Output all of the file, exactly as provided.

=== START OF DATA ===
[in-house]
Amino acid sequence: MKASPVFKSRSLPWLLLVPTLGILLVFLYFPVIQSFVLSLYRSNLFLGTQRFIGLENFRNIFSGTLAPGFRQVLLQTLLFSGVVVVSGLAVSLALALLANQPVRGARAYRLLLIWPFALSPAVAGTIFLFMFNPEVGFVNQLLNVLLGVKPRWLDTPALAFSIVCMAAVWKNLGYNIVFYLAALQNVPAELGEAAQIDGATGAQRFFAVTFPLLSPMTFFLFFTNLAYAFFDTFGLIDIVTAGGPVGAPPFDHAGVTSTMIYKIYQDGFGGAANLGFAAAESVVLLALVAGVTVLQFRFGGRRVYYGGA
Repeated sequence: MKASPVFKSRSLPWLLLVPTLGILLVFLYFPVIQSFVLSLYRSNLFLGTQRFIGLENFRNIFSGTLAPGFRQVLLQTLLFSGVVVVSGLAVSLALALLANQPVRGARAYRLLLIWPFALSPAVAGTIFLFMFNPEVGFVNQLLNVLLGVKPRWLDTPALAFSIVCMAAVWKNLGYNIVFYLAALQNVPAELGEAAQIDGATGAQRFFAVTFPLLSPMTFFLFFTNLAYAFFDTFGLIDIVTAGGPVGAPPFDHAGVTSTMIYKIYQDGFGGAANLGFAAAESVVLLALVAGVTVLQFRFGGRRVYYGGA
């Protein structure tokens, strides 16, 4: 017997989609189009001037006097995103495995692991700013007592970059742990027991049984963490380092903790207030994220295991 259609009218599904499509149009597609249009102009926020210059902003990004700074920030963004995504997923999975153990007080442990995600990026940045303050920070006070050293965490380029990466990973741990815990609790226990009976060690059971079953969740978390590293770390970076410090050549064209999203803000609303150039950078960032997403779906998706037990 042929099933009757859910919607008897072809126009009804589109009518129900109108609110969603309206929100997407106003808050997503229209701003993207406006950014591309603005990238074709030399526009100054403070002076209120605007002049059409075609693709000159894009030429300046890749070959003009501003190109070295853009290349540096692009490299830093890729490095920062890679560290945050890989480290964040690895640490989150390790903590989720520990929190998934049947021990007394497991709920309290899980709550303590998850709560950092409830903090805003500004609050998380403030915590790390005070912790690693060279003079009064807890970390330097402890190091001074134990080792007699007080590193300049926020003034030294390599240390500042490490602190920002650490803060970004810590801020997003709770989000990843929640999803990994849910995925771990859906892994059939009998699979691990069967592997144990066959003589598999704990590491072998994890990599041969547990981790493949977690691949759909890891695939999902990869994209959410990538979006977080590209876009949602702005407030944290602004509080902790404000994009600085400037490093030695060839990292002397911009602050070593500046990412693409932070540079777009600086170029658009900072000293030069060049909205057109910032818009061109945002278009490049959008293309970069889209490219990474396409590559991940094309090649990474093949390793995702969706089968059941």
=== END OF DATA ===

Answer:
[in-house]
Amino acid sequence: MKASPVFKSRSLPWLLLVPTLGILLVFLYFPVIQSFVLSLYRSNLFLGTQRFIGLENFRNIFSGTLAPGFRQVLLQTLLFSGVVVVSGLAVSLALALLANQPVRGARAYRLLLIWPFALSPAVAGTIFLFMFNPEVGFVNQLLNVLLGVKPRWLDTPALAFSIVCMAAVWKNLGYNIVFYLAALQNVPAELGEAAQIDGATGAQRFFAVTFPLLSPMTFFLFFTNLAYAFFDTFGLIDIVTAGGPVGAPPFDHAGVTSTMIYKIYQDGFGGAANLGFAAAESVVLLALVAGVTVLQFRFGGRRVYYGGA
Repeated sequence: MKASPVFKSRSLPWLLLVPTLGILLVFLYFPVIQSFVLSLYRSNLFLGTQRFIGLENFRNIFSGTLAPGFRQVLLQTLLFSGVVVVSGLAVSLALALLANQPVRGARAYRLLLIWPFALSPAVAGTIFLFMFNPEVGFVNQLLNVLLGVKPRWLDTPALAFSIVCMAAVWKNLGYNIVFYLAALQNVPAELGEAAQIDGATGAQRFFAVTFPLLSPMTFFLFFTNLAYAFFDTFGLIDIVTAGGPVGAPPFDHAGVTSTMIYKIYQDGFGGAANLGFAAAESVVLLALVAGVTVLQFRFGGRRVYYGGA
């Protein structure tokens, strides 16, 4: 017997989609189009001037006097995103495995692991700013007592970059742990027991049984963490380092903790207030994220295991 259609009218599904499509149009597609249009102009926020210059902003990004700074920030963004995504997923999975153990007080442990995600990026940045303050920070006070050293965490380029990466990973741990815990609790226990009976060690059971079953969740978390590293770390970076410090050549064209999203803000609303150039950078960032997403779906998706037990 042929099933009757859910919607008897072809126009009804589109009518129900109108609110969603309206929100997407106003808050997503229209701003993207406006950014591309603005990238074709030399526009100054403070002076209120605007002049059409075609693709000159894009030429300046890749070959003009501003190109070295853009290349540096692009490299830093890729490095920062890679560290945050890989480290964040690895640490989150390790903590989720520990929190998934049947021990007394497991709920309290899980709550303590998850709560950092409830903090805003500004609050998380403030915590790390005070912790690693060279003079009064807890970390330097402890190091001074134990080792007699007080590193300049926020003034030294390599240390500042490490602190920002650490803060970004810590801020997003709770989000990843929640999803990994849910995925771990859906892994059939009998699979691990069967592997144990066959003589598999704990590491072998994890990599041969547990981790493949977690691949759909890891695939999902990869994209959410990538979006977080590209876009949602702005407030944290602004509080902790404000994009600085400037490093030695060839990292002397911009602050070593500046990412693409932070540079777009600086170029658009900072000293030069060049909205057109910032818009061109945002278009490049959008293309970069889209490219990474396409590559991940094309090649990474093949390793995702969706089968059941």